Meet the American chef who has cooked Mexican food for gringos for nearly 20 years. Armed with a broad knowledge of Mexican cuisine, Scott Linquist is the Executive Chef of the recently opened Coyo Taco taqueria in Wynwood.
He comes to the 305 from an extremely vast culinary background. Not only was he part of a great collaboration in opening a total of seven Dos Caminos restaurants throughout New York, New Jersey and Florida, but also El Toro Blanco (Best New Restauant in NYC 2012), Barton G Miami, Barton G Los Angeles and Il Sole at The Villa by Barton G.
How does one go from Barton G to tacos? Linquist chose the adventurous path of Mexican cuisine back in 1991 in Santa Monica, California. He ventured on this path while working as an extern in culinary school. While other chefs were pursuing foie gras dreams and black truffle wishes, he kept true to his “corazon Mejicano.” After becoming deeply immersed in the diversity of the cuisine, he sold his soul to Mexico and explored the various nuances of each Mexican region.
People think Mexican food and immediately think enchiladas smothered in melted cheese. That is so not the case. Mexican food is complex and one of the most complicated cuisines to execute properly. Understanding a country’s culture, history and art helps us understand the food.
What does it take to make the perfect taco? While staying true to the roots and authenticity of the cuisine, Linquist has outlined a few guidelines to keep in mind.
Rule number one: The tortilla makes the taco. At Coyo, a tortillera hand presses corn tortillas, one by one on the plancha (griddle). Sure, a machine would be faster, but that is not Coyo’s style.
Rule number two: Corn tortillas over everything else. When pressed on the plancha, unlike flour tortillas, corn tortillas will puff up like a balloon, giving them a soft, moist texture. Did we mention that corn tortillas are also gluten free? (More about the healthier options later.)
Rule number three: A taco should be ready to eat. In Mexico, a taco is made up of meat, onion and cilantro. American food geeks expect way more. So how do we make Mexican street food work for the American consumer? Ladies and gentlemen, welcome to the era of the composed taco. It already comes with the proper amount of salsa, condiments and garnish. Do you like things a little spicy? They have a variety of salsas for you to choose from.
Scott's goal is to stay true to the roots of genuine Mexican cuisine. Coyo's dishes are authentic, yet approachable for the Miami crowd. The interesting thing about Mexican food is that it does not try to be high end or upscale. People native to the country eat tacos in their homes or in a market or in a taqueria. With Coyo, we now have the concept of an authentic taqueria but with some foodie flare.
Now about these "forbidden" flour tortillas. Well, maybe they're not completely forbidden. Coyo uses flour tortillas for their burritos, quesadillas as well as their Shrimp and Fish tacos which use Florida Gulf Shrimp and local mahimahi. (Did you know that burritos and quesadillas are not typically considered Mexican food?) Coyo’s Shrimp and Mahi Tacos are inspired by their roots in Baja California. Coyo presents them wrapped like a sushi hand roll so that they are folded under when you pick them up and the condiments don’t fall out. Remember, these tacos are the exception and not the rule.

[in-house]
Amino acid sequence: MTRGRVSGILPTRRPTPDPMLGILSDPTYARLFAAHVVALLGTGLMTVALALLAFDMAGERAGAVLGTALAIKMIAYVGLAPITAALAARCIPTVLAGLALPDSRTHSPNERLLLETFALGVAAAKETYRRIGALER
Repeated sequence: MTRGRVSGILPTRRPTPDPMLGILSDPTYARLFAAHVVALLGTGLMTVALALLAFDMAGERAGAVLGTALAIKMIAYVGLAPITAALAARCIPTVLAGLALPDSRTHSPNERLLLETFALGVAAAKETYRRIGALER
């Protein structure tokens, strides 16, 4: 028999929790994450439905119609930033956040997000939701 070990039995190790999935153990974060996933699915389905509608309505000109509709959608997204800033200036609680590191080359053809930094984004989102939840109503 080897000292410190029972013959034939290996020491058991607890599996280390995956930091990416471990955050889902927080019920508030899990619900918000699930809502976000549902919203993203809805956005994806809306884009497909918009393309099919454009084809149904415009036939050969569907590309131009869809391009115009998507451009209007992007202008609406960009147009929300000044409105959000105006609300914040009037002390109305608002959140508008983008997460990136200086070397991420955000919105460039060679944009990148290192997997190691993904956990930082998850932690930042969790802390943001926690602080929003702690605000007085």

Our personal favorite is the Carnitas de Pato. Carnitas literally means “little meats” and is traditionally made by braising pork in lard along with some aromatics. Coyo does carnitas with a twist by shredding duck confit and adding cinnamon, allspice, garlic, chipotle, thyme, oregano, Mexican Coca Cola, orange juice and condensed milk. The confit process renders out the fat, but keeps in the moisture. The duck is then seared a la plancha for a crispy texture on the outside. The combination of spices and Serrano salso give these little guys a lot dimension.
We need vegetarians to answer a question honestly. Do you really want to eat a salad every single day? We didn’t think so, and neither did Chef Scott. Coyo has several options for our health conscious community. One of our favorites is the Hongos (mushroom) taco, made with locally grown huitlacoche (corn smut… don’t worry, it’s safe and delicious!) and queso cotija.
Another savory option is the Quinoa taco, made with quinoa falafel, cilantro greek yogurt sauce, and cucumber pico de gallo. Chef Scott experimented with adding napoles (prickly pear cactus), locally sourced from Homestead, to this taco and it worked so well!
What could go better with a taco, than a Margarita... How about a PaletaRita?! Well step on through to discover Coyo's hidden bar area where restaurant partner and mixologist, Anna Robbins curates a collection of tequila and handcrafted Margaritas served with a Mexican popsicle dipped inside, available in flavors like passion fruit, chili-lime and strawberry, to name a few.
Not a fan of margaritas? It’s okay, Anna will forgive you. Try the Paloma cocktail, made with fresh lime juice, silver tequila and Mexican Squirt soda served in a tall glass with a salted rim and the squirt bottle on the side.
So why did restaurant team members Alan Drummond, Sven Vogtland and Anna Robbins choose Scott Linquist as Executive Chef? Besides the fact that he’s traveled and studied the cuisine of several regions of Mexico for over 20 years, he has truly mastered the art of selling to gringos. The reality is, you can't just pull the food off of the street in Mexico and sell it to Wynwoodians, but with imagination and a genuine passion for Mexican cuisine, Chef Scott creates recipes that are deliciously approachable for everyone.
Visit Coyo Taco, located at 2300 N.W. 2nd Avenue, next door to Panther Coffee. It’s open 7 days a week, 8am-11:30am for breakfast, and 11am-11pm for lunch & dinner. Stay tuned for more exiting developments from our new favorite taqueria!